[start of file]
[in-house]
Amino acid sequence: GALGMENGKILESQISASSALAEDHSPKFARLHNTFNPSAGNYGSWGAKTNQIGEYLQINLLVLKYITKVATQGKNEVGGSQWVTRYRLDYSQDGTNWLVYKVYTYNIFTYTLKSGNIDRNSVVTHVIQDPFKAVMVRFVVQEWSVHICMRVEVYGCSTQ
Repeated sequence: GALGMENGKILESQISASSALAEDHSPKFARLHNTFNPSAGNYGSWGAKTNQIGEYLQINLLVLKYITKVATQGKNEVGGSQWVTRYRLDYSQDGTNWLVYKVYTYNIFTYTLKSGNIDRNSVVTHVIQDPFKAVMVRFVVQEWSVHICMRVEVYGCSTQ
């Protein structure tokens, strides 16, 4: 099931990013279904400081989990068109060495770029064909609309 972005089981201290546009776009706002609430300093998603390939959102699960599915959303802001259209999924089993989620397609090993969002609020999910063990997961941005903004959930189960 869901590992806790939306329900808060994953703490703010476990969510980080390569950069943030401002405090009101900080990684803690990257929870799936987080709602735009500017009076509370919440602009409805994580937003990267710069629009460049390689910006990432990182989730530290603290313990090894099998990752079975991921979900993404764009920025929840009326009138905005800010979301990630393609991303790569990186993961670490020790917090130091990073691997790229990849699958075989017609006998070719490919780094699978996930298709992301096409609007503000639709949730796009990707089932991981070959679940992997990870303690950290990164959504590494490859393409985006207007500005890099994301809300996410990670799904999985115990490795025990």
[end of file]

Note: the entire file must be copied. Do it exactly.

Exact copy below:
[in-house]
Amino acid sequence: GALGMENGKILESQISASSALAEDHSPKFARLHNTFNPSAGNYGSWGAKTNQIGEYLQINLLVLKYITKVATQGKNEVGGSQWVTRYRLDYSQDGTNWLVYKVYTYNIFTYTLKSGNIDRNSVVTHVIQDPFKAVMVRFVVQEWSVHICMRVEVYGCSTQ
Repeated sequence: GALGMENGKILESQISASSALAEDHSPKFARLHNTFNPSAGNYGSWGAKTNQIGEYLQINLLVLKYITKVATQGKNEVGGSQWVTRYRLDYSQDGTNWLVYKVYTYNIFTYTLKSGNIDRNSVVTHVIQDPFKAVMVRFVVQEWSVHICMRVEVYGCSTQ
């Protein structure tokens, strides 16, 4: 099931990013279904400081989990068109060495770029064909609309 972005089981201290546009776009706002609430300093998603390939959102699960599915959303802001259209999924089993989620397609090993969002609020999910063990997961941005903004959930189960 869901590992806790939306329900808060994953703490703010476990969510980080390569950069943030401002405090009101900080990684803690990257929870799936987080709602735009500017009076509370919440602009409805994580937003990267710069629009460049390689910006990432990182989730530290603290313990090894099998990752079975991921979900993404764009920025929840009326009138905005800010979301990630393609991303790569990186993961670490020790917090130091990073691997790229990849699958075989017609006998070719490919780094699978996930298709992301096409609007503000639709949730796009990707089932991981070959679940992997990870303690950290990164959504590494490859393409985006207007500005890099994301809300996410990670799904999985115990490795025990």